Feral pigeon[edit]

Many domestic birds have escaped or been released over the years, and have given rise to the feral pigeon. These show a variety of plumages, although some have the blue barred pattern as does the pure Rock Dove. Feral pigeons are found in large numbers in cities and towns all over the world.[28] The scarcity of the pure wild species is partly due to interbreeding with feral birds.[13]

Stages of life cycle[edit]

Osmoregulation[edit]

Challenges[edit]

Water is taken in by the Columba livia directly by drinking water or indirectly from the food they ingest. They drink water through a process called double-suction mechanism.[29] The daily diet of the Pigeon places many physiologically challenges it must over come through osmoregulation. Protein intake for example causes an excess toxins of amine groups when it is broken down for energy.[29] To regulate this excess and secrete these unwanted toxins the Columba livia must remove the amine groups as uric acid. Nitrogen excretion through uric acid can be considered an advantage because it doesn't require a lot of water and isn't very soluble, but producing it takes more energy because of its complex molecular composition.[29]

The danger of desiccation is a major threat to animals living on land. Water is lost in urine and feces, but evaporation is the principal route of water loss. Water lost must be replaced by drinking and water in food. Dehydration or salt-loading decreases the filtration rate primarily by the shut down of the nephrons, which is controlled by an antidiuretic hormone, arginine vasotocin.[30] Pigeons adjust their drinking rates and food intake in parallel and when adequate water is unavailable for excretion, food intake is limited to maintain water balance. As Columbia livia inhabit arid environments, research attributes this to their strong flying capabilities to reach the available water sources, not because of exceptional potential for water conservation. Columba livia kidneys, like mammalian kidneys, are capable of producing urine hyperosmotic to the plasma utilizing the processes of filtration, reabsorption and secretion, which will be discussed later and explained through the Starling-Landis Hypothesis.[30] The medullary cones function as countercurrent units that achieve the production of hyperosmotic urine. Hyperosmotic urine can be understood in light of the law of diffusion and osmolarity.[31]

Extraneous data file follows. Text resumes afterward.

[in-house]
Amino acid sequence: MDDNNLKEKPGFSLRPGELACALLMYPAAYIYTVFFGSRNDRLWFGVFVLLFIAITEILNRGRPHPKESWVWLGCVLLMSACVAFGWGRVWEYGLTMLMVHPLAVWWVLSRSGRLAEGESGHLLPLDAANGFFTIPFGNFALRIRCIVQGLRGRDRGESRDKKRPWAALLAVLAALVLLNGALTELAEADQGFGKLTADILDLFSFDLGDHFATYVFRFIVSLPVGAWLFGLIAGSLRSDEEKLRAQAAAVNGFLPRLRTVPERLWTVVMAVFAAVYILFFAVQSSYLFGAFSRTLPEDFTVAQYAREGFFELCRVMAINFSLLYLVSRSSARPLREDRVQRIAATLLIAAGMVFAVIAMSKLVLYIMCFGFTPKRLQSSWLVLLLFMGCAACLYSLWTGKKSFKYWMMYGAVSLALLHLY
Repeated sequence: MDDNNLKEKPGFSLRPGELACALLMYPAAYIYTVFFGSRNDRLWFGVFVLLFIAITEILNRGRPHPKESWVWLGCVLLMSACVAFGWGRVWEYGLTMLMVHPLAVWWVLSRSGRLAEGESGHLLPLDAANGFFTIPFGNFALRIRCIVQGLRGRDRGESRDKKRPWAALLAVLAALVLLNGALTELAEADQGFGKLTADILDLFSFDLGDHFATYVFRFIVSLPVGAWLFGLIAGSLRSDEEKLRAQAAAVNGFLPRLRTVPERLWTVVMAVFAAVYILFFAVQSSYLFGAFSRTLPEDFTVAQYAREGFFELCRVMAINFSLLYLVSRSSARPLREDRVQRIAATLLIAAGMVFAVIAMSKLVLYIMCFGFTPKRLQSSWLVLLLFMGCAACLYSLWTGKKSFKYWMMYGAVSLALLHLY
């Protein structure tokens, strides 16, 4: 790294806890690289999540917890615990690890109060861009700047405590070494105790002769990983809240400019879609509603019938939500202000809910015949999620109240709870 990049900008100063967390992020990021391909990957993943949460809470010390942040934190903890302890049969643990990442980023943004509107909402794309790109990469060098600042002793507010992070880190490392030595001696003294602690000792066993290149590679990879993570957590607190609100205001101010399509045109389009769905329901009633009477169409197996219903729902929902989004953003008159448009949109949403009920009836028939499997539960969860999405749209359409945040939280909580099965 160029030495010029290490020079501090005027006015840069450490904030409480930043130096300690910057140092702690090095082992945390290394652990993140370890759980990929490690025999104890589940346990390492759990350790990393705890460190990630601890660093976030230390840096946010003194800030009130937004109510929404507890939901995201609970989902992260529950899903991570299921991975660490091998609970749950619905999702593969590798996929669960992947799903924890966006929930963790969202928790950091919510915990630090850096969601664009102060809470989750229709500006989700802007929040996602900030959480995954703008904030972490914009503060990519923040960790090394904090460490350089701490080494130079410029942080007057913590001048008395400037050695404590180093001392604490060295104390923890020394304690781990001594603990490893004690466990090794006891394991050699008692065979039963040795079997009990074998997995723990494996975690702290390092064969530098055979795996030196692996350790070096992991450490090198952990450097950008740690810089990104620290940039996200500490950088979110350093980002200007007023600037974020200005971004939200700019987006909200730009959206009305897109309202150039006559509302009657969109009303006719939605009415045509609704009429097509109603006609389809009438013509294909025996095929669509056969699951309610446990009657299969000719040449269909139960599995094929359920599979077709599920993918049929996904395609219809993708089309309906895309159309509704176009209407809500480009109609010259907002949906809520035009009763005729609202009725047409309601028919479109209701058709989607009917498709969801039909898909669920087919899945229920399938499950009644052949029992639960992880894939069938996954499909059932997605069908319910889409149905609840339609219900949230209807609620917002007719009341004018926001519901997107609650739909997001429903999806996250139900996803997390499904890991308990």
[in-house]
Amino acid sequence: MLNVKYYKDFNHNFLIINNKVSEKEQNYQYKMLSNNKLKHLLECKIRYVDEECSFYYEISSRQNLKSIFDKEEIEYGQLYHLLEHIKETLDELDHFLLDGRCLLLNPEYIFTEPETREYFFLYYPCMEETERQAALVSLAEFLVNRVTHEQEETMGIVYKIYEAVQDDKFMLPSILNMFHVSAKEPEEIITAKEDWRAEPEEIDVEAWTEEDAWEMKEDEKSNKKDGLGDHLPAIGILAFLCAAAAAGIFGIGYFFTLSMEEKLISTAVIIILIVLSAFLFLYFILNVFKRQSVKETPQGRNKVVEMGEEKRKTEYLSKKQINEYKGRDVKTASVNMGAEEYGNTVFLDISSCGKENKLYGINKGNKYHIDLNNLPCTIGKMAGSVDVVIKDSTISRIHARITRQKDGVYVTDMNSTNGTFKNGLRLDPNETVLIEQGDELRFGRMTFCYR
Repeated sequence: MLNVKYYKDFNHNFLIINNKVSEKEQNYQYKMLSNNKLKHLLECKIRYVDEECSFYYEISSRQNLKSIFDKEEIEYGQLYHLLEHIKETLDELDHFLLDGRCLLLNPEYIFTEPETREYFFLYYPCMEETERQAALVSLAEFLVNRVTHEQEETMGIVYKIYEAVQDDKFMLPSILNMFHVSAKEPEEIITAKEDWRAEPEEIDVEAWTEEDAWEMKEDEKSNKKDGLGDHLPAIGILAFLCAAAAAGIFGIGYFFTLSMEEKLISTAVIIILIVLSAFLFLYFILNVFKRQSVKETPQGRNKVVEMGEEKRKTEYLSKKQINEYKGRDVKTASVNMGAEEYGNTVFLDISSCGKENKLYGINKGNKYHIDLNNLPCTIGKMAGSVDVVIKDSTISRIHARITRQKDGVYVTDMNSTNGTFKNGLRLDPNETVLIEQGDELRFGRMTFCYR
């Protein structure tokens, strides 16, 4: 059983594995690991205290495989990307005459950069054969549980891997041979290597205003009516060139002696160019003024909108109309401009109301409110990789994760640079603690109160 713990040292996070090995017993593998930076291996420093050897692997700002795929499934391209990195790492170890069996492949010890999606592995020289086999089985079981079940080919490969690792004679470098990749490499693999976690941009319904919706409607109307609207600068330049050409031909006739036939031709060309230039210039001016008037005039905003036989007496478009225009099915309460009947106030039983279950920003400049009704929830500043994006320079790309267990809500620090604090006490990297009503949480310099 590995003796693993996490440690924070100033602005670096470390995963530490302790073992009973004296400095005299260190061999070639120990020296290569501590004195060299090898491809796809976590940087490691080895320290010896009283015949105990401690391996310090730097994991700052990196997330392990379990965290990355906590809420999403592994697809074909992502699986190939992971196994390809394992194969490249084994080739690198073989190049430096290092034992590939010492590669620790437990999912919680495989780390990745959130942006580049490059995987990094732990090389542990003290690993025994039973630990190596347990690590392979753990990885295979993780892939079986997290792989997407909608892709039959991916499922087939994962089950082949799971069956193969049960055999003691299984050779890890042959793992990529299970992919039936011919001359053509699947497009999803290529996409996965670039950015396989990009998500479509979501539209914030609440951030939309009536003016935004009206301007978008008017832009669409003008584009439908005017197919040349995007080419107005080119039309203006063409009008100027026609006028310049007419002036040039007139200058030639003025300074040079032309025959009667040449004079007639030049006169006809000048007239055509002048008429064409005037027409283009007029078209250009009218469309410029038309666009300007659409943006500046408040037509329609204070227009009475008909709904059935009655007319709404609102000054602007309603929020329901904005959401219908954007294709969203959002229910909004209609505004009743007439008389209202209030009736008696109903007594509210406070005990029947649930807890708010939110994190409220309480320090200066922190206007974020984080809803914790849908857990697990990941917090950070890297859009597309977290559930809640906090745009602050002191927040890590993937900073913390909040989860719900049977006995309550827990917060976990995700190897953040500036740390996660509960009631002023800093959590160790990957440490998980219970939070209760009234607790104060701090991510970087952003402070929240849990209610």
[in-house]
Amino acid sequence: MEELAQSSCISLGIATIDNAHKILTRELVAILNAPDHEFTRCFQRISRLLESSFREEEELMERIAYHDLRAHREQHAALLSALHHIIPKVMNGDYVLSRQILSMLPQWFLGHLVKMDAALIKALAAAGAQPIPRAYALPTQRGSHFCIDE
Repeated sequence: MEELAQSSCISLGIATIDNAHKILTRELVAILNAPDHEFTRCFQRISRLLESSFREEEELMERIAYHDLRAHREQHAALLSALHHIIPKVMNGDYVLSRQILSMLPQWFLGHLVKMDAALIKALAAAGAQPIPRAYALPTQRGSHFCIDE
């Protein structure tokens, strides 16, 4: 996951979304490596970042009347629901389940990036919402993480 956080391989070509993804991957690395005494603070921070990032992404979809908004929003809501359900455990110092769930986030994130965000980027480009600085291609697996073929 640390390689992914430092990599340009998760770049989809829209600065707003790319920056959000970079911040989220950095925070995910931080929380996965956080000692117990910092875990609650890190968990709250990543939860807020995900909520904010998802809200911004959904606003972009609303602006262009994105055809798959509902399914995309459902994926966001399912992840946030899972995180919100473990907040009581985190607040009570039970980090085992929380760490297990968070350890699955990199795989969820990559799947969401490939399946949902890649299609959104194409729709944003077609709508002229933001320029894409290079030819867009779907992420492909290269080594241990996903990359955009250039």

Organ of osmoregulation[edit]

Unlike a number other bird species which have the salt gland as the primary osmoregulatory organ, Columba livia does not use their salt gland even though it exists.[32] Columba livia uses the function of their kidneys to maintain homeostatic balance of ions such as sodium and potassium while preserving water quantity in the body.[33] Filtration of the blood, reabsorption of ions and water, and secretion of uric acid are all components of the kidney's process. The kidneys of Columba livia are located in its pelvic region. Columba livia has two kidneys that are coupled, each having three partially separate lobes; the posterior lobe is the largest in size. Like mammalian kidneys, the avian kidney contains a medullary region and a cortical region. Peripherally located around the cortical region, the collecting ducts gather into cone-like ducts, medullary cones, which converge into the ureters. There are two types of nephrons in the kidney; nephrons that are located in the cortex and do not contain the loop of Henle are called loopless nephrons, the other type are called looped or mammalian nephrons. Looped nephrons contain the loop of Henle that continue down into the medulla then enter the distal tubule drain towards the ureter.[34] Mammals generally have a more vascularized glomeruli than the nephrons in birds. The nephrons of avian species can not produce urine that is hyperosmotic to the blood, but, the loop of Henle utilizes countercurrent multiplication which allows it to become hyperosmotic in the collecting duct. This alternation of permeability between different sections of the ascending and descending loop allows for the elevation of the urine osmotic pressure 2.5 times above the blood osmotic pressure.